The book of Ezekiel is one of the most complex books in the Bible because so many different genres converge in it. It is important to grasp right at the start that this book is an anthology of separate pieces of writing. There is no single overarching story line; the unity is that of a carefully arranged collection (see Outline). The general arrangement of the material is one that several other OT prophetic books also follow—a general movement from (1) oracles of judgment against the prophet’s own nation of Judah (usually called Israel in the text), to (2) oracles of judgment against the surrounding pagan nations, to (3) oracles of future, eschatological blessing on those who believe in God.
Several observations are in order. First, much of the book consists of visionary writing, which transports readers to a world of the imagination where the rules of reality are obviously suspended in favor of highly unusual visions. To understand and relish the book of Ezekiel, readers often need to abandon expectations of realism. Second, Ezekiel employs a technique known as symbolic reality, which occurs when a writer consistently transports the reader to a world of visionary experience where the most important ingredients are symbols—symbols like a vine, a boiling pot, or a valley full of dry bones. Third, prophecy is itself a genre, made up of oracles (pronouncements from God through the agency of a prophet) that fall into two main categories—oracles of judgment and oracles of blessing. Oracles of judgment are ordinarily examples of satire, and in the prophetic satire of Ezekiel there are three motifs: (1) description of evil, (2) denunciation of this evil, and (3) warnings and predictions that God will judge the evil. Prophecy often merges with apocalyptic writing about epic, end-time struggles. These sections often portray events at the end of history. Finally, readers should not overlook the obvious—the prophet Ezekiel expresses himself in the form of poetry.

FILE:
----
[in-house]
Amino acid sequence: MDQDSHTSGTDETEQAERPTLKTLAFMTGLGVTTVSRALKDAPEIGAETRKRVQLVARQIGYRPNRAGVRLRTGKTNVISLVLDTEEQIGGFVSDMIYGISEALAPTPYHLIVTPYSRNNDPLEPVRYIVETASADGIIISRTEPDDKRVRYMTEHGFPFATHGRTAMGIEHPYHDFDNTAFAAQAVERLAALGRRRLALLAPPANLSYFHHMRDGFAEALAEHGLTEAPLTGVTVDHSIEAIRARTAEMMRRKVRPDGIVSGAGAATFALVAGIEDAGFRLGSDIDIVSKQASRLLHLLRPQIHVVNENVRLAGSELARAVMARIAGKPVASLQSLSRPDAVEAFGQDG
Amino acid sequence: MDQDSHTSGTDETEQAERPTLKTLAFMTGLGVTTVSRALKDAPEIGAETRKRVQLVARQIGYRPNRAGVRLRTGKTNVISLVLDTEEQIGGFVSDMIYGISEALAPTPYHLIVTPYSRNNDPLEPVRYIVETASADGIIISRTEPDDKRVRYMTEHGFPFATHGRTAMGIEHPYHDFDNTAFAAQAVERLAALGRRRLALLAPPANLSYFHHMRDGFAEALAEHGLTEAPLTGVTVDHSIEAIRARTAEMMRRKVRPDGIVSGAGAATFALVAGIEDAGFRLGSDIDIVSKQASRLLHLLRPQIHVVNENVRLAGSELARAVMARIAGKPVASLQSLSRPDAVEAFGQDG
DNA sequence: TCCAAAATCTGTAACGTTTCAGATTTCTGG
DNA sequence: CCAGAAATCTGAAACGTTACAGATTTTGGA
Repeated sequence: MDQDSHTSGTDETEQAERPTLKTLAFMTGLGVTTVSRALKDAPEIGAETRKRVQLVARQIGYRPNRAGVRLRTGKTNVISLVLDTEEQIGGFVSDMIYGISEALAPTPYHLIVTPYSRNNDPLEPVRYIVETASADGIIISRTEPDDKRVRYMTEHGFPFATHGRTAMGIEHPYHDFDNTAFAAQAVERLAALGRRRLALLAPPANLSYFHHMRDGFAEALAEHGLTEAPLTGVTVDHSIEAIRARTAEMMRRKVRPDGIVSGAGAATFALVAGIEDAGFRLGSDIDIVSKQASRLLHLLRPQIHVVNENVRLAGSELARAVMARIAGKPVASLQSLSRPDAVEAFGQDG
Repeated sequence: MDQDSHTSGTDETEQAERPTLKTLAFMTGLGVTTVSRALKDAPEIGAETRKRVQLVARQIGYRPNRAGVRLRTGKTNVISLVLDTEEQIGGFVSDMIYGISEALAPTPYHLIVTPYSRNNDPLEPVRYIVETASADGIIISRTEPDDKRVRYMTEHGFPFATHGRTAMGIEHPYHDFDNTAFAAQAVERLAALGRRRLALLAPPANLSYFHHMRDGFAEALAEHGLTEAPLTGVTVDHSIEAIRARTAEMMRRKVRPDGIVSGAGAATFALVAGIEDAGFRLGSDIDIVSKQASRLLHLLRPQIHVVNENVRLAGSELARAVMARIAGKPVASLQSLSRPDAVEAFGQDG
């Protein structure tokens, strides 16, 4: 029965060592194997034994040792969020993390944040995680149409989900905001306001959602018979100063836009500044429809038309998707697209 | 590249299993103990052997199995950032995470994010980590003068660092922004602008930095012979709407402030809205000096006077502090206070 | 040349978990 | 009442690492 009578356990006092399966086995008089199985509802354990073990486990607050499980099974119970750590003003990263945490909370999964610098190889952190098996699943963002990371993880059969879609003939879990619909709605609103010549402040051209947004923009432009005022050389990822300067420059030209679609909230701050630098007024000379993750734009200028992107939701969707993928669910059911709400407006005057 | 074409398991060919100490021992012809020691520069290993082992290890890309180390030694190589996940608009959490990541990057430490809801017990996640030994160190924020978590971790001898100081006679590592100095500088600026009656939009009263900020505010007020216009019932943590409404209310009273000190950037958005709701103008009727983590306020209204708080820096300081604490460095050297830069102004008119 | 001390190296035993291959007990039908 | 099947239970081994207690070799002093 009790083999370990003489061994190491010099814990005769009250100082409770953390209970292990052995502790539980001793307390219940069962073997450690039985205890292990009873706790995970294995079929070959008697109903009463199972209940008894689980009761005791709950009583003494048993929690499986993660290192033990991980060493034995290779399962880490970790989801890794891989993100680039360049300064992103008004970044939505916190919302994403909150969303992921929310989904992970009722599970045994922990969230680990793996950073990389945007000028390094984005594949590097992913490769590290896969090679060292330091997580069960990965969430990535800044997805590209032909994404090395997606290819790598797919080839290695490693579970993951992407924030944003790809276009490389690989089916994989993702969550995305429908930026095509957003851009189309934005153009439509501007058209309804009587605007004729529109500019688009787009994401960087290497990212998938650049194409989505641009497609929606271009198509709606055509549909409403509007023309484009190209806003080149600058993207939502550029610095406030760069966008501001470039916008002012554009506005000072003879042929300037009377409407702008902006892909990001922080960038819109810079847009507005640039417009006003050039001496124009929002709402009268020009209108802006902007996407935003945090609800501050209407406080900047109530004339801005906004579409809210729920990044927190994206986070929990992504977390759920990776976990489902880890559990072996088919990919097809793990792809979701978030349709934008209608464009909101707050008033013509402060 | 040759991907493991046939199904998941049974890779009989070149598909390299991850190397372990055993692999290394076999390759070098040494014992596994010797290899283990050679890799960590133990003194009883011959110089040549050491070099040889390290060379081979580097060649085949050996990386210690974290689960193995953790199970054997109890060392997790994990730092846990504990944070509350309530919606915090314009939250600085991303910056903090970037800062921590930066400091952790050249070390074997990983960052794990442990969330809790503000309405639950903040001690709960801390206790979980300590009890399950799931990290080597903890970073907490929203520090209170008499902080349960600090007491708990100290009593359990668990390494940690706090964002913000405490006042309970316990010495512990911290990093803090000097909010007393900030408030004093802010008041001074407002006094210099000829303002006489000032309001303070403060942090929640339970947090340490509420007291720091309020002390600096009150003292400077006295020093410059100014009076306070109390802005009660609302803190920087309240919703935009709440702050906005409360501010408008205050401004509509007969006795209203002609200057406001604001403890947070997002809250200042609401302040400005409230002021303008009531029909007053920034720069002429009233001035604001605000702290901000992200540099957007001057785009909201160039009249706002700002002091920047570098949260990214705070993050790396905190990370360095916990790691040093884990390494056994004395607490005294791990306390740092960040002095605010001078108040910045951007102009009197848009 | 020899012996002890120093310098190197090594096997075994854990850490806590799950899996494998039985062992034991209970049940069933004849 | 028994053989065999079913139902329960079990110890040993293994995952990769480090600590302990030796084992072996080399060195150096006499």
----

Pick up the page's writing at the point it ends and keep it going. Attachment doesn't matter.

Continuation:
In addition to abandoning expectations of consistent realism, readers should give themselves to the sheer strangeness of what is presented. Ezekiel talks about real, historical events, but much of the time he does not portray these events in literal terms. Instead he prefers extravagant visions as his mode. Additionally, readers need to be ready for a kaleidoscope of details, always shifting and never in focus for very long. The best approach to the oracles of judgment is to analyze them according to the usual literary rules regarding satire.
Taken from the ESV® Study Bible (The Holy Bible, English Standard Version®), copyright ©2008 by Crossway, a publishing ministry of Good News Publishers. Used by permission. All rights reserved. For more information on how to cite this material, see permissions information here.